Introduction. Melasma is an acquired hyperpigmentation disorder, clinically identified by symmetrical blackish-brown macules, especially on the facial area. Several factors are thought to play a role, including thyroid dysfunction and zinc deficiency. The aim of this study was to determine serum zinc levels in melasma and non-melasma patients with and without thyroid dysfunction. Methods. A cross-sectional study was conducted in Jakarta in September 2019. There were 60 melasma patients and 60 non-melasma patients. The two groups were matched for age and sex. Atomic absorption spectrophotometry was used to measure serum zinc levels. Blood laboratory tests were used to check thyroid function by measuring thyroid stimulating hormone and free T4. Statistical analysis was performed using SPSS software. Results. The mean serum zinc level in the melasma group was 10.25 ± 1.89 μmol/l and in the non-melasma group 10.29 ± 1.46 μmol/l (p < 0.901). The mean serum zinc level in melasma patients with thyroid dysfunction was 8.77 ± 0.69 μmol/l, in melasma patients without thyroid dysfunction 10.33 ± 1.89 μmol/l, in non-melasma patients with thyroid dysfunction 10.48 ± 2.4 μmol/l, and in non-melasma patients without thyroid dysfunction 10.27 ± 1.4 μmol/l (p < 0.184). Conclusions. There was no significant difference between serum zinc levels in the melasma and non-melasma groups with and without thyroid dysfunction.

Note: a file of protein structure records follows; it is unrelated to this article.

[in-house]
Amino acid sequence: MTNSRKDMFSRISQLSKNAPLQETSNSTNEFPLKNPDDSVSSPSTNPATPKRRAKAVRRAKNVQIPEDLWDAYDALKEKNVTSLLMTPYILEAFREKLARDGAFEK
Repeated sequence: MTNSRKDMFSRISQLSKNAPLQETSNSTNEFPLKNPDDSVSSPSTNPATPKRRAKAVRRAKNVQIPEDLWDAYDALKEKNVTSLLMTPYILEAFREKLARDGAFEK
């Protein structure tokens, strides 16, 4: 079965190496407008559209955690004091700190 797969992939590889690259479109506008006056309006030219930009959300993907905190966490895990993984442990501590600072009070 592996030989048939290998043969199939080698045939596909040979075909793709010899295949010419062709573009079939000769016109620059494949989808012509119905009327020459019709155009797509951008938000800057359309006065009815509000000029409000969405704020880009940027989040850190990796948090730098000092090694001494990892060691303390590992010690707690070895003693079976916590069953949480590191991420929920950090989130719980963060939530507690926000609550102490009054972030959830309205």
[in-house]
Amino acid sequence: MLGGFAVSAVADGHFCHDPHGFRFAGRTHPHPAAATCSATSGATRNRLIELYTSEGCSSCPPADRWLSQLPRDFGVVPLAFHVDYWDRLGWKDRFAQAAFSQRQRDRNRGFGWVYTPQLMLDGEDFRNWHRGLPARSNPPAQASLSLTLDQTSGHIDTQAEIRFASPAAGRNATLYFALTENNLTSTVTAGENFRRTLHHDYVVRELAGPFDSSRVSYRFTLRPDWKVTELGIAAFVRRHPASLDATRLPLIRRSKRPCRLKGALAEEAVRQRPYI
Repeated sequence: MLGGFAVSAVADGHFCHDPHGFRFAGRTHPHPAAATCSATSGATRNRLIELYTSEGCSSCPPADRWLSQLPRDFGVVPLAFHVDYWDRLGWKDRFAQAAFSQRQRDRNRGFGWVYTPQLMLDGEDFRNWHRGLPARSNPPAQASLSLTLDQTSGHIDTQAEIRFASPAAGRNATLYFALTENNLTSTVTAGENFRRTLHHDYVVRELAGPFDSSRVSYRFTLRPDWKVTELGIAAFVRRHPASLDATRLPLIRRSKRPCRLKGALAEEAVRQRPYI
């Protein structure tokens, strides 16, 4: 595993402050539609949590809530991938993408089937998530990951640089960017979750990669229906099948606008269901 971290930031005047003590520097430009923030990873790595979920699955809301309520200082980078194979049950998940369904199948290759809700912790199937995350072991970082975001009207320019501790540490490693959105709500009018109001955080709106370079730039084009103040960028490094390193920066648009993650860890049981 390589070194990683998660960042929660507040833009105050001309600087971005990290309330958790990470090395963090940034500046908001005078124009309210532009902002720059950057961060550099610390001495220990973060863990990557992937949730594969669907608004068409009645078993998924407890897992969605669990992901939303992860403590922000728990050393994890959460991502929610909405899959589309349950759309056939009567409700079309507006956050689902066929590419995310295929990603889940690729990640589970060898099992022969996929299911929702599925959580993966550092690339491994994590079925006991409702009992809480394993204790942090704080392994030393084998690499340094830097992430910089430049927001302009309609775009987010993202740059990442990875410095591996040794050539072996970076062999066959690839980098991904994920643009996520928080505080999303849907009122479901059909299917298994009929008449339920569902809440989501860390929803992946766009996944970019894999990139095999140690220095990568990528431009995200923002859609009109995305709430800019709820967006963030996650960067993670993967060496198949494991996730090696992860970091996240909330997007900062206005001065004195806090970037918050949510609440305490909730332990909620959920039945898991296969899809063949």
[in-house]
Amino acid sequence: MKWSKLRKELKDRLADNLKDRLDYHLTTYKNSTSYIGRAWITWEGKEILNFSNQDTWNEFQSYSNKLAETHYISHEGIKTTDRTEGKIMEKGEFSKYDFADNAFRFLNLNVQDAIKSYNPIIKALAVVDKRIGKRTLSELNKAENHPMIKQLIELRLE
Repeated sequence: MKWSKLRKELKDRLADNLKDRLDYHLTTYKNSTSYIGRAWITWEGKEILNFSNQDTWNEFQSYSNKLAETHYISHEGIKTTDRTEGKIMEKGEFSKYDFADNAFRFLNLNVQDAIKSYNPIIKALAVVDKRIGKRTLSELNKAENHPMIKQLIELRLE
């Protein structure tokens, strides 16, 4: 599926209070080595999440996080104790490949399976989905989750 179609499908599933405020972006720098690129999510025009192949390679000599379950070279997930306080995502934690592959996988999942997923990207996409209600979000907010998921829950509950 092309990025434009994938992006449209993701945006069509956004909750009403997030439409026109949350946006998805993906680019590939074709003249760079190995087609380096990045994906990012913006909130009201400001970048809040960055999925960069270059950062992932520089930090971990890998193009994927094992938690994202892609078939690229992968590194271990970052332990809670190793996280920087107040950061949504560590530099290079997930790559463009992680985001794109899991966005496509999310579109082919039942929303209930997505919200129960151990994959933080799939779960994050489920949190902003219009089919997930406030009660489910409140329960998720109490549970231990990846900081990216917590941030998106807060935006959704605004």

|Number of pages||4|
|Journal||Acta Dermatovenerologica Alpina, Pannonica et Adriatica|
|Publication status||Published - 2020|
- Serum zinc
- Thyroid dysfunction